Thursday, May 12, 2011

Webpage layout without tables

The HTML5 standard states unequivocally that tables should not be used for layout. Yesterday, I was working on a old website of mine that used tables for that purpose and decided to remove them to conform with the standard. Not being a very experienced web-designer, I thought it would be a simple matter of replacing a lot of table tags with divs and finding the right CSS properties. Evidently, this is much easier said than done.

Originally, my webpage two table columns. The first had the navigation sidebar, and the second had the main content of the page. I could not figure out how to get proper columns with just CSS and divs. Making the sidebar float: left worked except that then the content of the page started wrapping around the bottom of it. Of course, I couldn't find any CSS to get a float to take up the whole height of its container. In the end, I resorted to setting a left margin on the content wider than width of sidebar, which made the two pieces stay out of each other's way.

I'm curious as to what real web-designers say about this problem. There must be some trick I'm missing. It seems many sites, like python.org, are forced to resort to position: absolute tricks to get nice sidebars. I also wonder if the supposed problem with table layouts, that screen readers have trouble with them, could be alleviated by adding a role="layout" attribute to tables. It's a case of "practicality beats purity" if I ever saw one.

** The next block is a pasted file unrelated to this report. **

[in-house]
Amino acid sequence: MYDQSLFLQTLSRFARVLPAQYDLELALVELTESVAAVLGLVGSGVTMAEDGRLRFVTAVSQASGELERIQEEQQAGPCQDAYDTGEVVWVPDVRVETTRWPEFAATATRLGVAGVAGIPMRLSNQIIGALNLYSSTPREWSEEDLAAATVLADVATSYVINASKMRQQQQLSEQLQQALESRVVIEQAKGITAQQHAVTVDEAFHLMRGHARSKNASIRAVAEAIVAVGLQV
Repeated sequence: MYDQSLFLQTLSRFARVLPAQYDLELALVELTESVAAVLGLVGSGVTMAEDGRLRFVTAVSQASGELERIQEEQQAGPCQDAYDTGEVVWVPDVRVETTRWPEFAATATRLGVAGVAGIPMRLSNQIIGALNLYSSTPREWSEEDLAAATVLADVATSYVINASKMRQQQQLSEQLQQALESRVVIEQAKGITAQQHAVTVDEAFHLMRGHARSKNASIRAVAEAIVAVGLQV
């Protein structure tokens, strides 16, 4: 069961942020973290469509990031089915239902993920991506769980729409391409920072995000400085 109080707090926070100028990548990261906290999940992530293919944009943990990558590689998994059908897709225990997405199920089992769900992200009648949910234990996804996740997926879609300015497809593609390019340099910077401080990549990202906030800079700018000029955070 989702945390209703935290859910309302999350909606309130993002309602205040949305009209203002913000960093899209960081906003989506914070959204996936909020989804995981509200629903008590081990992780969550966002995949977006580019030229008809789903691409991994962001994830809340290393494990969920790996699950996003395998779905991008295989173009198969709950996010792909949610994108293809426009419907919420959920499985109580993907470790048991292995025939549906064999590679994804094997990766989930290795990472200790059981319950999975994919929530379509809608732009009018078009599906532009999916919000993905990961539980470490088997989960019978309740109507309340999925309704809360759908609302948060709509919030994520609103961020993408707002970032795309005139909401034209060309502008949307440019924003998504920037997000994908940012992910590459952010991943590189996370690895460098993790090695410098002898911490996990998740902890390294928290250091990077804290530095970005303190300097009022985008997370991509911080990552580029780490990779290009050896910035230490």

Tuesday, April 5, 2011

The next few years of my life

I'm pleased to announce that next year I will be attending Yale college, joining the class of 2015. To say I'm excited, would be like saying PyPy might offer a minor performance advantage over CPython.

What will I study? Your guess is as good as mine. There will certainly be music math, and free software involved, but beyond that I'm leaving until later to figure out.

The only sad part is the large cost. It will doubtless be worth it, though.

Boola, Boola!

Tuesday, March 15, 2011

six 1.0.0 final finally released

I finally found time to release six 1.0.0. six is a Python 2 and 3 compatibility library. You can find the documentation and download it on PyPI.

There haven't been many changes since the beta: one bugfix and one new advanced feature. The bugfix is that unicode escapes are now properly decoded with the u() fake literal in both Python 2 and 3. The feature is that there is now an api for adding items to the "six.moves" interface. This was requested by ActiveState, which uses six in the ActivePython package manager.

Enjoy!